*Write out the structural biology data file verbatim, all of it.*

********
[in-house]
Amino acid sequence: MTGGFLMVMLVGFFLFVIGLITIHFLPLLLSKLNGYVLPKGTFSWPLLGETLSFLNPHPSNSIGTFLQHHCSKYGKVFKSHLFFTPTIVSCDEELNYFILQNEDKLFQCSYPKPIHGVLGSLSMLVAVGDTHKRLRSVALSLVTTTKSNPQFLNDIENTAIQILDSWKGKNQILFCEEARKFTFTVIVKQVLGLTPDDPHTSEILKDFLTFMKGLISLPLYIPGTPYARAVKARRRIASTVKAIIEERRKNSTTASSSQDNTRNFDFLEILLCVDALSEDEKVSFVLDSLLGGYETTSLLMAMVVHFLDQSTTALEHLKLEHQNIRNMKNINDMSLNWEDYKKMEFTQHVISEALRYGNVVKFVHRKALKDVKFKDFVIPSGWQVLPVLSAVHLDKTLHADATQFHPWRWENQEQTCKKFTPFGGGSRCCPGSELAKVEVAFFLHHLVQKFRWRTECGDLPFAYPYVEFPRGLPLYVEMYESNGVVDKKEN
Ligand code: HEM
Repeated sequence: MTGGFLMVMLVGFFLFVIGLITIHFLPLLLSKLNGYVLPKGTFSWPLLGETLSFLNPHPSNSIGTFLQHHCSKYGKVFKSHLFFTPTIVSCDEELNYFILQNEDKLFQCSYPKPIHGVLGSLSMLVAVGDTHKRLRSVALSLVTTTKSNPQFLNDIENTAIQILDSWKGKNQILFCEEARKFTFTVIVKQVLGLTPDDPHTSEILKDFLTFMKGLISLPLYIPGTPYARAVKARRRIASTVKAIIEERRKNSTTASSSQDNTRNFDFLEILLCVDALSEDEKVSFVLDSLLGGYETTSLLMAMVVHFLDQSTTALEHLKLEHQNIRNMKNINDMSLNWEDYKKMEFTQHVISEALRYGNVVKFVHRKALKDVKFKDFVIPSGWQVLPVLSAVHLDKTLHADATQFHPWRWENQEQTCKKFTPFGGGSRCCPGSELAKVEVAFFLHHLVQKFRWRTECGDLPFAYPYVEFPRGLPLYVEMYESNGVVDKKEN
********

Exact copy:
[in-house]
Amino acid sequence: MTGGFLMVMLVGFFLFVIGLITIHFLPLLLSKLNGYVLPKGTFSWPLLGETLSFLNPHPSNSIGTFLQHHCSKYGKVFKSHLFFTPTIVSCDEELNYFILQNEDKLFQCSYPKPIHGVLGSLSMLVAVGDTHKRLRSVALSLVTTTKSNPQFLNDIENTAIQILDSWKGKNQILFCEEARKFTFTVIVKQVLGLTPDDPHTSEILKDFLTFMKGLISLPLYIPGTPYARAVKARRRIASTVKAIIEERRKNSTTASSSQDNTRNFDFLEILLCVDALSEDEKVSFVLDSLLGGYETTSLLMAMVVHFLDQSTTALEHLKLEHQNIRNMKNINDMSLNWEDYKKMEFTQHVISEALRYGNVVKFVHRKALKDVKFKDFVIPSGWQVLPVLSAVHLDKTLHADATQFHPWRWENQEQTCKKFTPFGGGSRCCPGSELAKVEVAFFLHHLVQKFRWRTECGDLPFAYPYVEFPRGLPLYVEMYESNGVVDKKEN
Ligand code: HEM
Repeated sequence: MTGGFLMVMLVGFFLFVIGLITIHFLPLLLSKLNGYVLPKGTFSWPLLGETLSFLNPHPSNSIGTFLQHHCSKYGKVFKSHLFFTPTIVSCDEELNYFILQNEDKLFQCSYPKPIHGVLGSLSMLVAVGDTHKRLRSVALSLVTTTKSNPQFLNDIENTAIQILDSWKGKNQILFCEEARKFTFTVIVKQVLGLTPDDPHTSEILKDFLTFMKGLISLPLYIPGTPYARAVKARRRIASTVKAIIEERRKNSTTASSSQDNTRNFDFLEILLCVDALSEDEKVSFVLDSLLGGYETTSLLMAMVVHFLDQSTTALEHLKLEHQNIRNMKNINDMSLNWEDYKKMEFTQHVISEALRYGNVVKFVHRKALKDVKFKDFVIPSGWQVLPVLSAVHLDKTLHADATQFHPWRWENQEQTCKKFTPFGGGSRCCPGSELAKVEVAFFLHHLVQKFRWRTECGDLPFAYPYVEFPRGLPLYVEMYESNGVVDKKEN